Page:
Yamaha's predicament is in part a result of the dysfunction inside the MSMA. The manufacturers' association has long been unable to agree on anything, with the disagreement between Ducati and the other manufacturers at Qatar 2019 over their use of the rear swingarm spoiler being the final breach. With no goodwill between manufacturers, they are not inclined to give each other any leeway in situations such as this.

Naturally, this is likely to come back and bite the other manufacturers in the future. If another manufacturer suffers a similar issue to Yamaha in the next few years, and it is a factory which denied Yamaha's request, Yamaha are likely to treat them in exactly the same way, and deny a request to unseal engines.

Yamaha must now juggle their remaining engines for the rest of the season. Three engines have been withdrawn for allocation: 1 each for Rossi, Viñales, and Morbidelli, all three having suffered issues at Jerez. The engine in bike which was involved in the crash between Franco Morbidelli and Johann Zarco has not been withdrawn: the engines are designed to withstand crashes, but the extreme temperatures at Jerez may have put the bikes outside their operating limits. That leaves Rossi, Viñales, and Morbidelli with four engines for the remaining ten races, and Fabio Quartararo with five.

The engine lists to be published by Dorna on Sunday morning may reveal a little more. However, the engine lists only track whether engines ARE used, not whether the CAN be used. Only in the next few weeks will we learn whether Yamaha will use them for the races, for practice, when there is least to lose, or leave them crated as a back up option in case one of their other engines fails.

UPDATE

In an interview with the MotoGP.com website, Lin Jarvis explained Yamaha's decision.  "We made a request a week ago to replace some valves in the engines that we had stopped using since the two failures we had in the Grand Prix 1," Jarvis said. "We were then requested to provide more specific evidence, both from the manufacture of the valves and also the specific properties of the valves."

In the week since that request had been submitted, Yamaha had understood much more about the cause of the failures experienced at the first race in Jerez. "During the one week since, we investigated deeply inside the factory and also we are in contact with our vendor and finally we were unable to provide the documents that were required and requested. And also at the same time we discovered much more about the valve issues that we had. So finally we withdrew. It was a very short meeting yesterday in that sense because we formally withdrew our request."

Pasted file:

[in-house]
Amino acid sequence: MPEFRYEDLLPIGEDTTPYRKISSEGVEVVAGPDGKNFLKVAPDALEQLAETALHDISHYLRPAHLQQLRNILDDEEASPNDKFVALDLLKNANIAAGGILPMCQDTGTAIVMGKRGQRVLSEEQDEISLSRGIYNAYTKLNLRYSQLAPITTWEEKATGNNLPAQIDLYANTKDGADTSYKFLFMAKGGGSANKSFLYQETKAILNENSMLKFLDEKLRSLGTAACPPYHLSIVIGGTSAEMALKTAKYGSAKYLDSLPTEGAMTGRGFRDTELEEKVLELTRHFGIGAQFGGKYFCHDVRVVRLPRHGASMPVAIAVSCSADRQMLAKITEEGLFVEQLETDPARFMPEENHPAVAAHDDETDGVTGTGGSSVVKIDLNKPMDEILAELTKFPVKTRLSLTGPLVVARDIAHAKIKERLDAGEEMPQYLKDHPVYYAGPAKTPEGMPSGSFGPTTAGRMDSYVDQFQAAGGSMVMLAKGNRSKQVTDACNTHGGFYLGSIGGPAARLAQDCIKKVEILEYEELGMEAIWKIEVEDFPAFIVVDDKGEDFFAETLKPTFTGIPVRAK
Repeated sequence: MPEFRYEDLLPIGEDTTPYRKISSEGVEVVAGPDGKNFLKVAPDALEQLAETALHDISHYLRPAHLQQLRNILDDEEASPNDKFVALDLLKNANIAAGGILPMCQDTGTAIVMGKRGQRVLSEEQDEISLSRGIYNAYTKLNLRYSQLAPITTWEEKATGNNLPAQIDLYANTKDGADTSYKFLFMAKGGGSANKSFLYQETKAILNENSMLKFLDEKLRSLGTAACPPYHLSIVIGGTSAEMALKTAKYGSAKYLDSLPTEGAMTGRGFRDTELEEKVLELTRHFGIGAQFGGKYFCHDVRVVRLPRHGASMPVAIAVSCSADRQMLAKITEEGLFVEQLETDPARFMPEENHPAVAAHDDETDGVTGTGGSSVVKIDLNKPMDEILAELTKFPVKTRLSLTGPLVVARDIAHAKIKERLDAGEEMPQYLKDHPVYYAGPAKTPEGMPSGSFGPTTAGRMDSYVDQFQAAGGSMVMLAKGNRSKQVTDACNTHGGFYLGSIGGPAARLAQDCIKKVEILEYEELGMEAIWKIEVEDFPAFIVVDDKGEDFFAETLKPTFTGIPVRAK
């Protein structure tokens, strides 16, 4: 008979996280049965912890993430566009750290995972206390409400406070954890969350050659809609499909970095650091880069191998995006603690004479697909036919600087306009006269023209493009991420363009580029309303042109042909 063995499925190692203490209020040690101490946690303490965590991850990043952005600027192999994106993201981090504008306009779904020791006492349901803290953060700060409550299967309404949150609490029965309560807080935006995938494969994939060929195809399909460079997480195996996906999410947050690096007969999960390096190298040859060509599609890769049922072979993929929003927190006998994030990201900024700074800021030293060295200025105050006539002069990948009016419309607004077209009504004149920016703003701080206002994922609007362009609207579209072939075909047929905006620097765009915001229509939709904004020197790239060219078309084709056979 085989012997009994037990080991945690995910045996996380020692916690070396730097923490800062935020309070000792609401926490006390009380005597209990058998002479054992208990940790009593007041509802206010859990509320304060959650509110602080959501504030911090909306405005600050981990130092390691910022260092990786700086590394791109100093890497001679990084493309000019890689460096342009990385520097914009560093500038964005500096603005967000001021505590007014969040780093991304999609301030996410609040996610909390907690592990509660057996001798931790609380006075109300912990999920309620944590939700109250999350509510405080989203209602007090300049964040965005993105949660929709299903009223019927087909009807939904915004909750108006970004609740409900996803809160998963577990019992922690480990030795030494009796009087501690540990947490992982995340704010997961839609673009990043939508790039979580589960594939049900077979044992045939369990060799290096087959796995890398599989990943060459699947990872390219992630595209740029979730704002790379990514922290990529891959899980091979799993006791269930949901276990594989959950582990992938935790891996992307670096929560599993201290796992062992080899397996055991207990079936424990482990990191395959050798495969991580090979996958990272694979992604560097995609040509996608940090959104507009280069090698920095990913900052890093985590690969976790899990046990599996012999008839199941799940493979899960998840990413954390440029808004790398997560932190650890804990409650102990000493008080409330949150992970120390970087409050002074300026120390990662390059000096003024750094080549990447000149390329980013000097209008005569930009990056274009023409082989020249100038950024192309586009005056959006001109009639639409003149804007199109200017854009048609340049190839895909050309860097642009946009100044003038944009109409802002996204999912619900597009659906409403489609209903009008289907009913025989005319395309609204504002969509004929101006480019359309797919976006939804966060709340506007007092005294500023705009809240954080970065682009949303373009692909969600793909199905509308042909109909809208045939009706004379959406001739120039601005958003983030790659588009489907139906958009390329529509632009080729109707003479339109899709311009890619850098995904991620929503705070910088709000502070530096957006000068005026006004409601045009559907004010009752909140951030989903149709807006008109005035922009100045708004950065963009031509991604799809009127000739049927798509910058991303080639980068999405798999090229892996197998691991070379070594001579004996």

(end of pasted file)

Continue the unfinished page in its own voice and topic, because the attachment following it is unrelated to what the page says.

Jarvis said they had worked out a way of managing the situation with the engines unchanged. "We will manage the situation. We are completely confident that we can manage without any safety issues on the track. We will do that by a combination of changing engine settings and also managing the rotation of engines throughout the seasons." 

What is to be understood by "changing engine settings" is uncertain, but there are continuing reports that Yamaha has been forced to reduce the revs on its engines.

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Johann Zarco To Undergo Schapoid Surgery, Face FIM Stewards

Johann Zarco did not come away completely unhurt by the massive crash he had with Franco Morbidelli in the Austrian MotoGP race at the Red Bull Ring on Sunday. Scans made on Monday revealed that the Frenchman had suffered a fractured scaphoid in his right wrist in the crash.

The Frenchman is to travel to Modena in Italy to have surgery on the scaphoid, before returning to Spielberg to attempt to ride in the Styrian Grand Prix, the second race at the Red Bull Ring to be held this weekend. The surgery is to be carried out by the same team who plated Andrea Dovizioso's collarbone when the Italian broke it in an MX accident a couple of weeks before the season started.

The medical regulations mean that Zarco would have to wait for at least 48 hours after surgery before he is allowed to participate, meaning that the Frenchman would be forced to miss at least part of practice on Friday, depending on what time surgery is performed on Wednesday. He will also have to undergo a fitness test on Thursday before he is allowed to ride.

Zarco will also have to face the FIM Stewards at the Red Bull Ring. He and Franco Morbidelli have been called in front of Freddie Spencer and the FIM Stewards to explain the crash at Turn 2 at the Red Bull Ring. Morbidelli accused Zarco of deliberately braking in front of him and causing the crash, while Zarco claims that he braked later than normal on that lap.

The press release from the Avintia Ducati team appears below:


JOHANN ZARCO WILL GO UNDER SURGERY FOR A FRACTURED SCAPHOID IN HIS RIGHT HAND

After the heavy crash and later impact during the Austrian Grand Prix race at the Red Bull Ring - Spielberg on Sunday, Johann Zarco had a medical check-up on Monday morning as pain persisted in his right wrist. After knowing the results Zarco will travel to Italy and undergo surgery on Wednesday after a small fracture on the scaphoid in his right hand.

The recovery period, the check-up at the medical centre and the rider's own feelings will determine his availability for this weekend's Styian Grand Prix.